Frasch Elementary, W.W. Lewis Middle, and Sulphur High School offer Spanish Immersion classes in which students take Spanish language as well as core classes totally in Spanish from kindergarten all the way to eighth grade, and Spanish language classes up to Spanish V or VI in High School. The program has been praised for giving children a fluency in the Spanish language as well as an understanding of other cultures at an early age. Most of the Immersion teachers come from Hispanic countries or are of Hispanic descent.
- David Walker (born 1955), former Sulphur High School and Texas A&M University quarterback.
- Marcus R. Clark, justice of the Louisiana Supreme Court, born in Sulphur in 1956
- Casey Daigle, former pitcher in the MLB. He graduated from Sulphur High School.
- Mike Danahay, Louisiana state representative for Calcasieu Parish since 2008; sales representative in Lake Charles, reared in Sulphur, elected city mayor 2018
- Michael Durham, born in Sulphur, was an American professional wrestler, better known by his ring name, Johnny Grunge. He has held the ECW and WCW tag titles with his partner, Rocco Rock, who are together known as The Public Enemy.
- Herman Frasch, inventor of the "Frasch Method" of mining sulphur, was head of Union Sulphur Company. Its headquarters were at the Sulphur Mines, a company town just west of present-day Sulphur. Herman Frasch Elementary School is named after him.
- Edith Killgore Kirkpatrick, lived in Sulphur in the late 1930s before moving to Jennings. She was a member of Louisiana Board of Regents from 1978 to 1990.
- Janice Lynde, actress, original cast member of the CBS soap opera The Young and the Restless for three years, then went on to ABC's One Life to Live and NBC's Another World
- Dak Prescott, NFL quarterback, professional football player with the Dallas Cowboys
- Jason Hewitt, film director and producer of Blood Out
- Matt Stevens, former football player: Kansas City Chiefs quarterback, UCLA college football radio analyst
- Les Farnum, members of the Louisiana House of Representatives
- Johnny Grunge, professional wrestler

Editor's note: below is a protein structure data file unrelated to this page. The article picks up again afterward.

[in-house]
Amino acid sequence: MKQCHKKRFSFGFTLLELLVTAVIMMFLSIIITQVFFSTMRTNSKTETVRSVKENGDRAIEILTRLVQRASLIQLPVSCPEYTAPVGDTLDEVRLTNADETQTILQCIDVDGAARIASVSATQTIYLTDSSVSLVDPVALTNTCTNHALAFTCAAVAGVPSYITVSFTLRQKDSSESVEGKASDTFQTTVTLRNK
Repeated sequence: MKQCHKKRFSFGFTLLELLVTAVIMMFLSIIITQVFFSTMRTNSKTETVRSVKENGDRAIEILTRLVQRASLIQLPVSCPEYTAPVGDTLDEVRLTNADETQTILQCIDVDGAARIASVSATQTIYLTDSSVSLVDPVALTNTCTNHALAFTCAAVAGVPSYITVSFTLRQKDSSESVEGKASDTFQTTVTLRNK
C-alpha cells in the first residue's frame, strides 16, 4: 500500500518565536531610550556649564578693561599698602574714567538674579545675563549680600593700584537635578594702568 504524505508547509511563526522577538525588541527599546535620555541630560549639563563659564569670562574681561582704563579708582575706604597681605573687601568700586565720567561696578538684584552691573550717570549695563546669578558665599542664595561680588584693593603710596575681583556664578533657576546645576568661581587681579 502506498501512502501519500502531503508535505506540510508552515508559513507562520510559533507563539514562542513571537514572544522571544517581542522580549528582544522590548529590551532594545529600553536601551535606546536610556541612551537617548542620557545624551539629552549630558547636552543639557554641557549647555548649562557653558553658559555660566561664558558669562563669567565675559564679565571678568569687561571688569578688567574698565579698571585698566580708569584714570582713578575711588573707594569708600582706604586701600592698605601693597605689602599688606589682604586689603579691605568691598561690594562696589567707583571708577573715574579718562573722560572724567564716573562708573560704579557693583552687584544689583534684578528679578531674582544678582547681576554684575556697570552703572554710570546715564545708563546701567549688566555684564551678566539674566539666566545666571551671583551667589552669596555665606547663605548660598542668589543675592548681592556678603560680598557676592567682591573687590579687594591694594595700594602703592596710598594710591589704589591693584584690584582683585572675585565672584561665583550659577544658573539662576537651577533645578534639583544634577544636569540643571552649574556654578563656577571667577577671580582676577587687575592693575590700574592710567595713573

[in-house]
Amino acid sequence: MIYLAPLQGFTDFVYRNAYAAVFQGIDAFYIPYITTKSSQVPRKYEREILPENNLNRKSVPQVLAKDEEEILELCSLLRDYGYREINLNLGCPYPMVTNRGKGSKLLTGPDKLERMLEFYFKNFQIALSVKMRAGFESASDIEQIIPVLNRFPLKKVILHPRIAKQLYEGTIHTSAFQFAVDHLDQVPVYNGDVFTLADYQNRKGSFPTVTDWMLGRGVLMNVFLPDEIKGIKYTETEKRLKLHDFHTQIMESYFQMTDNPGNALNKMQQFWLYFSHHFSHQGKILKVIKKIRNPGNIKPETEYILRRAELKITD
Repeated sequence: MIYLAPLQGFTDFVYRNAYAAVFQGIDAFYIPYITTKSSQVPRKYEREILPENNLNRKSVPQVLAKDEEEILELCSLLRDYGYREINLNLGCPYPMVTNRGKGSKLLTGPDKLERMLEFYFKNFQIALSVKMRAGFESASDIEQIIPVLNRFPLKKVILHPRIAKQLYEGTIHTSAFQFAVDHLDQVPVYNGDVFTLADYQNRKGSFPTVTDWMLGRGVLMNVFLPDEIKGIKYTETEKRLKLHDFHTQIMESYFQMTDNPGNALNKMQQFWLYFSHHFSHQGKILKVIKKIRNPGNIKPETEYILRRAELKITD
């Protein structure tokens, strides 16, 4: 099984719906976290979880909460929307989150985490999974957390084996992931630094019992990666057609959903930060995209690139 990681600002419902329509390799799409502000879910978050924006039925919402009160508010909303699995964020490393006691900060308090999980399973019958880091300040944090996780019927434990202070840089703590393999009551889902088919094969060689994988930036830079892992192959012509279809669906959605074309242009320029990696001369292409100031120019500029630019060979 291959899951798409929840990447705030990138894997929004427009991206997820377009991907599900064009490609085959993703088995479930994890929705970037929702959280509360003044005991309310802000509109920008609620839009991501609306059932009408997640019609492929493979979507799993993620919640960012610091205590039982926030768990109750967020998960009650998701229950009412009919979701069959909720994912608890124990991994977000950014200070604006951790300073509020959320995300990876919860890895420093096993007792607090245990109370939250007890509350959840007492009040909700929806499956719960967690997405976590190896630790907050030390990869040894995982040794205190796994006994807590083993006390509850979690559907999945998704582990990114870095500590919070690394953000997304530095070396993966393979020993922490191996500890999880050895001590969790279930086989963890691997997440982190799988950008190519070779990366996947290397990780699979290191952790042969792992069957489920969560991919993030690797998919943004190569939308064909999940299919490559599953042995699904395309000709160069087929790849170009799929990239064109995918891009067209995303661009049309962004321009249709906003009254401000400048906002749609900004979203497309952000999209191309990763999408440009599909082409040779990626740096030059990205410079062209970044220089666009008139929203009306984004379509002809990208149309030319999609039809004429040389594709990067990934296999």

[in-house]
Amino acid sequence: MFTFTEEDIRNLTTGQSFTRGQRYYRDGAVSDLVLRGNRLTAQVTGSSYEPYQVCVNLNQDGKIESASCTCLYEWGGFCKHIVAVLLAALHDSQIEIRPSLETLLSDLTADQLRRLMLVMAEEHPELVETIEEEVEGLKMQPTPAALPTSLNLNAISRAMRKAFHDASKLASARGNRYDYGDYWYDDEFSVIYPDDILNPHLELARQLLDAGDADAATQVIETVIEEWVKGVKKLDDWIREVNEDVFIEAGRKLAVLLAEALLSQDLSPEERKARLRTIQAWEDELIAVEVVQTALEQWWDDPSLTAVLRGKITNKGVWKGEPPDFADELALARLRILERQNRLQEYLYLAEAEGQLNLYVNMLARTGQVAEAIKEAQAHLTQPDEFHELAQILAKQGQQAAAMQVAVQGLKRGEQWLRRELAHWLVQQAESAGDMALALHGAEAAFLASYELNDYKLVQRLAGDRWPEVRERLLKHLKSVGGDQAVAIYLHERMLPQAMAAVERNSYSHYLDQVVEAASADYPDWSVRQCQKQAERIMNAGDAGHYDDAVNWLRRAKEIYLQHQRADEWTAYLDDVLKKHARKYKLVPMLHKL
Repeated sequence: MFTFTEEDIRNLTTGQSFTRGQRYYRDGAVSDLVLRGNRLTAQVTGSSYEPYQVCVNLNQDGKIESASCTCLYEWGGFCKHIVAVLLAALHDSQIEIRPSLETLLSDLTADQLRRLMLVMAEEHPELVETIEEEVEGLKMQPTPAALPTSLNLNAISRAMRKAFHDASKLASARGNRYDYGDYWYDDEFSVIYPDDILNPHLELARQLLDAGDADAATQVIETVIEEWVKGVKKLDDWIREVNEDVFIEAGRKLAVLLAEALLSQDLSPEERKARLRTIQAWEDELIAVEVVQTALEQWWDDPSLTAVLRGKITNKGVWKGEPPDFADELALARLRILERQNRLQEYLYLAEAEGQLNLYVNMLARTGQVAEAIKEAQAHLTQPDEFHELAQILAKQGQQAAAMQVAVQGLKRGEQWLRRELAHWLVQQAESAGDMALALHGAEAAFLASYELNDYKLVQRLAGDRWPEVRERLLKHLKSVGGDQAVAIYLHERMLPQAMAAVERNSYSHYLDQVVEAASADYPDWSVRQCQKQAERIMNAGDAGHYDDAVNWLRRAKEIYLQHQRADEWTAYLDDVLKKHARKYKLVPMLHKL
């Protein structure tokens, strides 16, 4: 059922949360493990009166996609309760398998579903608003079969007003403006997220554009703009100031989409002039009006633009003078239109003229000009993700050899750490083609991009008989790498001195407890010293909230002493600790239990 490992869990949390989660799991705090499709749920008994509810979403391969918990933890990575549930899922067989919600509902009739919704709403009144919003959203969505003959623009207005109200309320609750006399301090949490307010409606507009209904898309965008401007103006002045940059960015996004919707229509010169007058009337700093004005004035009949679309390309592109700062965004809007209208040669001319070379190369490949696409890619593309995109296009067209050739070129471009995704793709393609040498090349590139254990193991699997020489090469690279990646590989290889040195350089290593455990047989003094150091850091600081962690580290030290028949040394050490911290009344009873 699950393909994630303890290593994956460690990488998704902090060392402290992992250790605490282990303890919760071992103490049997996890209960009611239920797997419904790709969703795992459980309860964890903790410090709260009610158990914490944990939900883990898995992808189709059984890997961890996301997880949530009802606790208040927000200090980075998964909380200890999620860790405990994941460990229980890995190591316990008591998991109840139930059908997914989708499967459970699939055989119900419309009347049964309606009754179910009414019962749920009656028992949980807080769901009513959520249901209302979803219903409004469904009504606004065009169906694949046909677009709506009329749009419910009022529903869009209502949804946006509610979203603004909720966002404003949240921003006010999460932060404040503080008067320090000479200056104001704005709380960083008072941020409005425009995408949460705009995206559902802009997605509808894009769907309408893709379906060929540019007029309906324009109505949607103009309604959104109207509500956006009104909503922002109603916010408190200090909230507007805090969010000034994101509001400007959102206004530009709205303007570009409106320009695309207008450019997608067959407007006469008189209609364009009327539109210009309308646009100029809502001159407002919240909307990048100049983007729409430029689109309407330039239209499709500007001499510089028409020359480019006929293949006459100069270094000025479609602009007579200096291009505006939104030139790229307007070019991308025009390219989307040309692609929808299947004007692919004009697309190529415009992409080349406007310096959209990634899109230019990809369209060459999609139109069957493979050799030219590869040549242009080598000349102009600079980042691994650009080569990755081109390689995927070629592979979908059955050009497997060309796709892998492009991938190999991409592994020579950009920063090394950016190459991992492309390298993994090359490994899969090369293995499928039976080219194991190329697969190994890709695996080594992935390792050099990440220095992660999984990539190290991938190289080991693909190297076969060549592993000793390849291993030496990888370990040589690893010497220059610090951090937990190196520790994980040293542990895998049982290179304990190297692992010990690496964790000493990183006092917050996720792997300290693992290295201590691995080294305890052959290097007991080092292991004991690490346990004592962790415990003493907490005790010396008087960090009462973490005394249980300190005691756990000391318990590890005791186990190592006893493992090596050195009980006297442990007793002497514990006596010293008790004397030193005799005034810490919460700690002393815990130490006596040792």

- "2019 U.S. Gazetteer Files". United States Census Bureau. Retrieved July 25, 2020.
- "Population and Housing Unit Estimates". United States Census Bureau. May 24, 2020. Retrieved May 27, 2020.
- U.S. Geological Survey Geographic Names Information System: Sulphur
- "Geographic Identifiers: 2010 Demographic Profile Data (G001): Sulphur city, Louisiana". U.S. Census Bureau, American Factfinder. Archived from the original on February 12, 2020. Retrieved August 14, 2014.
- Cormier, Adley. "A Timeline History of Lake Charles and Southwest Louisiana". Calcasieu Historical Preservation Society. Retrieved 25 May 2015.
- "History of Sulphur". City of Sulphur. Retrieved 24 May 2015.
- Northwest Sulphur showing D.S. Perkins Elementary- Retrieved 2017-08-08
- Poche Town referred to as Pohchay town: Two Drifters by Roger Newman (XinXii, May 27, 2016) - Retrieved 2017-08-08
- choupique= shoe pick or shoe-peg: How We Talk: American Regional English Today (by Allan A. Metcalf: Houghton Mifflin Harcourt, 2000), pp 34- Retrieved 2017-08-08
- Louisiana Sportsman: choupique= shoe-pick (February 02, 2009)- Retrieved 2017-08-08
- Google pronunciation of choupique= chew-pic- Retrieved 2017-08-08
- Digital, DJ (June 19, 2014). "Sulphur Man Receives 80 Stitches In Hand After Being Bitten By 11 ft. Alligator [VIDEO]". HOT 107.9.
- Hooper, Adam. "Big Gator Killed in Sulphur". 7 KPLC. Retrieved August 21, 2017.
- NWS: Lake Charles reporting station- Retrieved 2017-08-11
- "Census of Population and Housing". Census.gov. Retrieved June 4, 2015.
- "U.S. Census website". United States Census Bureau. Retrieved 2008-01-31.
- Brimstone Museum- Retrieved 2017-08-11
- Henning Cultural Center- Retrieved 2017-08-11
- Southwest Daily News: posted Sep 9, 2014- Retrieved 2017-08-09
- Sulphur Parks and Recreation- Retrieved 2017-08-11
- SPAR Water Park- Retrieved 2017-08-11
- Sulphur park locations map- Retrieved 2017-08-11
- "Justice Marcus R. Clark". Louisiana Supreme Court. Retrieved November 26, 2012.
- "Casey Daigle Stats". Baseball Almanac. Retrieved November 26, 2012.
- "Mike Danahay". house.louisiana.gov. Retrieved April 20, 2015.
- "Matthew Anthony Stevens". databaseFootball.com. Archived from the original on November 4, 2012. Retrieved November 26, 2012.